The government had ‘signalled its commitment’ but had not actually done much for infrastructure, the ICE said.
ICE director general Nick Baveystock said that it was time for the government to move from rhetoric into “delivery mode”. Promises had been made but action was now needed, he said.
Mr Baveystock has submitted the ICE’s recommendations for the next version of the National Infrastructure Plan (NIP), which is expected to be published with the chancellor’s autumn statement.
ICE said that the government should replace its “top 40” priority projects list – which actually contains more than 500 individual projects across all programmes of work – with a shorter, more concise list. The current list is too broad and there are no clear goals specified, it said.
ICE also called for early introduction of the promised legislation to end stop/start investment patterns in the UK’s roads, which have long hindered maintenance and management of the asset. And it urged government to ensure swift passage of the Electricity Market Reform which it claimed is “arguably the most important national strategic requirement covered in the NIP”.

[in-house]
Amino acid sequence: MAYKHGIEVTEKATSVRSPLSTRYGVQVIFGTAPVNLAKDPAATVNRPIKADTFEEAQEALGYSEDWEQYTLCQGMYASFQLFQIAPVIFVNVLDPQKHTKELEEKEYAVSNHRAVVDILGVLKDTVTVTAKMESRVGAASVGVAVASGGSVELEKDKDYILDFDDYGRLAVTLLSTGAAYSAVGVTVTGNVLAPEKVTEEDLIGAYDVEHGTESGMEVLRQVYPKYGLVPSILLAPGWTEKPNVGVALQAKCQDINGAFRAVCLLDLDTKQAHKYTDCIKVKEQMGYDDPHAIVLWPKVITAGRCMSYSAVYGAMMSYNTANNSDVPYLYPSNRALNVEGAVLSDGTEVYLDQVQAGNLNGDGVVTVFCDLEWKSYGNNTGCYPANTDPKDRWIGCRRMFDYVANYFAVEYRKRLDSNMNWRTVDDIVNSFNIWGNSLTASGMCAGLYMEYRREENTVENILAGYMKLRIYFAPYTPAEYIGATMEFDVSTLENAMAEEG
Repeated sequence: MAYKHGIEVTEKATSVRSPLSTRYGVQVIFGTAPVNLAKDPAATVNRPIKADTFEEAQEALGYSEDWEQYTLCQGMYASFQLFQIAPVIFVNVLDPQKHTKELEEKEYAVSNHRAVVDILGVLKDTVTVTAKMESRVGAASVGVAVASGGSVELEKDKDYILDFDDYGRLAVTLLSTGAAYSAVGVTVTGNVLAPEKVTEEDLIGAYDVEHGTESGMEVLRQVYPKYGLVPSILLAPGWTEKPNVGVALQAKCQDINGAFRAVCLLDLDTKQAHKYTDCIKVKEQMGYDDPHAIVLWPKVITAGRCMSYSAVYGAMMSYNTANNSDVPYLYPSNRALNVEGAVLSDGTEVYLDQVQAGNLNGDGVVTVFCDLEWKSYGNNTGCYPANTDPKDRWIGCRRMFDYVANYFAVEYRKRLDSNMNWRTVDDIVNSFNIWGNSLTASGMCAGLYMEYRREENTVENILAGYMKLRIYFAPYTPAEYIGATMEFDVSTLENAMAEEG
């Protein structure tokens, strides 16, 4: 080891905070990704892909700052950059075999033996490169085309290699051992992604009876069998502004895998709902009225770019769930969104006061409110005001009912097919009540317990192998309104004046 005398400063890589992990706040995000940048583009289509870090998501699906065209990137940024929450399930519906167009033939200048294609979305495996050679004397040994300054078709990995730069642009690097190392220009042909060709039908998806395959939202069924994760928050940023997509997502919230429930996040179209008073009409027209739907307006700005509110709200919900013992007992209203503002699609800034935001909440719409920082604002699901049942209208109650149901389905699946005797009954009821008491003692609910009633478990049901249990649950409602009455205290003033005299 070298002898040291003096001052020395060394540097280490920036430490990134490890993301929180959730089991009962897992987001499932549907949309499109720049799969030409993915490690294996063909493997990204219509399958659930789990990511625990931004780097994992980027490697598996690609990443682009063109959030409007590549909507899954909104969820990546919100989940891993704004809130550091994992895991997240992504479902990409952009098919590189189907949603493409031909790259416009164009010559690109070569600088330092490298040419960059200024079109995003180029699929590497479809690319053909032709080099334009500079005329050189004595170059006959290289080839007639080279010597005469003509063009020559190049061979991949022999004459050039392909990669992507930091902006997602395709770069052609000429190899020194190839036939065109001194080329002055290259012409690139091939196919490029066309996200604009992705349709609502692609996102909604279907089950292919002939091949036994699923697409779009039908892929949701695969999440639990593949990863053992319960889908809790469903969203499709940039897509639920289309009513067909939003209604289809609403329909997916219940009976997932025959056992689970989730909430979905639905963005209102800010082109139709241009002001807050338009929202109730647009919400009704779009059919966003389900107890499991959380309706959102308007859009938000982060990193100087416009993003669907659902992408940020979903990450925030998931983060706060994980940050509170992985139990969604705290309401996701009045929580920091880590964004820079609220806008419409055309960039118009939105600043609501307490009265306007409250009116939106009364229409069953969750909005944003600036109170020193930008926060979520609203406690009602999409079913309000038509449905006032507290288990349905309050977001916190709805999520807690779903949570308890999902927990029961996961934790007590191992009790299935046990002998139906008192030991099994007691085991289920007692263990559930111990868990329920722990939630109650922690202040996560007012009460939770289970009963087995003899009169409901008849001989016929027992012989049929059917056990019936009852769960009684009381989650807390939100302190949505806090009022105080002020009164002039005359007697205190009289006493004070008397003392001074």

Mr Baveystock said that the first two editions of the NIP had set out a “vision for UK infrastructure, but the need for it to evolve into a robust and focussed delivery plan is growing”.
On the promised roads reforms, Mr Baveystock added: “The proposal to create an arm’s length Highways Agency with a multi-year funding settlement is welcome. The highways sector has suffered more than others from stop/start investment and capricious decision making and these steps therefore signal government’s commitment to making decisions for the long term. Prompt introduction of the promised legislation to implement the proposals, is however critical.”